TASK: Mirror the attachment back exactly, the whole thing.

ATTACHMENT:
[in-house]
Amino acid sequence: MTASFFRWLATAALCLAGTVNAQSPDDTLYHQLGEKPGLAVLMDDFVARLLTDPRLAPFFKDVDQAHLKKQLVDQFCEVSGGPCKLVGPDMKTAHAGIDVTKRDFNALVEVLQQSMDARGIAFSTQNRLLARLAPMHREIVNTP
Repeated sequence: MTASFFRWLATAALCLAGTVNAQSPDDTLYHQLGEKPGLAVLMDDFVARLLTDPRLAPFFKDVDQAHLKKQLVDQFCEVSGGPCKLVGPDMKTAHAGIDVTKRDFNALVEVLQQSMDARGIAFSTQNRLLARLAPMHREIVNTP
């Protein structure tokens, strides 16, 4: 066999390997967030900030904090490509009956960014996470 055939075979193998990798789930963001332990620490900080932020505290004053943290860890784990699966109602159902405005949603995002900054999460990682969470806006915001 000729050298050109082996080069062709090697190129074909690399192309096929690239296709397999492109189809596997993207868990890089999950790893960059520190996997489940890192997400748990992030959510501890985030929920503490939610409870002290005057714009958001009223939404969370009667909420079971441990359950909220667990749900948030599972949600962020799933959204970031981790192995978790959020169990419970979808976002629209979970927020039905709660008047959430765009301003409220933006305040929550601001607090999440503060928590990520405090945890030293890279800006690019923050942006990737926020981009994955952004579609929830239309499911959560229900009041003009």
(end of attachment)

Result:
[in-house]
Amino acid sequence: MTASFFRWLATAALCLAGTVNAQSPDDTLYHQLGEKPGLAVLMDDFVARLLTDPRLAPFFKDVDQAHLKKQLVDQFCEVSGGPCKLVGPDMKTAHAGIDVTKRDFNALVEVLQQSMDARGIAFSTQNRLLARLAPMHREIVNTP
Repeated sequence: MTASFFRWLATAALCLAGTVNAQSPDDTLYHQLGEKPGLAVLMDDFVARLLTDPRLAPFFKDVDQAHLKKQLVDQFCEVSGGPCKLVGPDMKTAHAGIDVTKRDFNALVEVLQQSMDARGIAFSTQNRLLARLAPMHREIVNTP
């Protein structure tokens, strides 16, 4: 066999390997967030900030904090490509009956960014996470 055939075979193998990798789930963001332990620490900080932020505290004053943290860890784990699966109602159902405005949603995002900054999460990682969470806006915001 000729050298050109082996080069062709090697190129074909690399192309096929690239296709397999492109189809596997993207868990890089999950790893960059520190996997489940890192997400748990992030959510501890985030929920503490939610409870002290005057714009958001009223939404969370009667909420079971441990359950909220667990749900948030599972949600962020799933959204970031981790192995978790959020169990419970979808976002629209979970927020039905709660008047959430765009301003409220933006305040929550601001607090999440503060928590990520405090945890030293890279800006690019923050942006990737926020981009994955952004579609929830239309499911959560229900009041003009």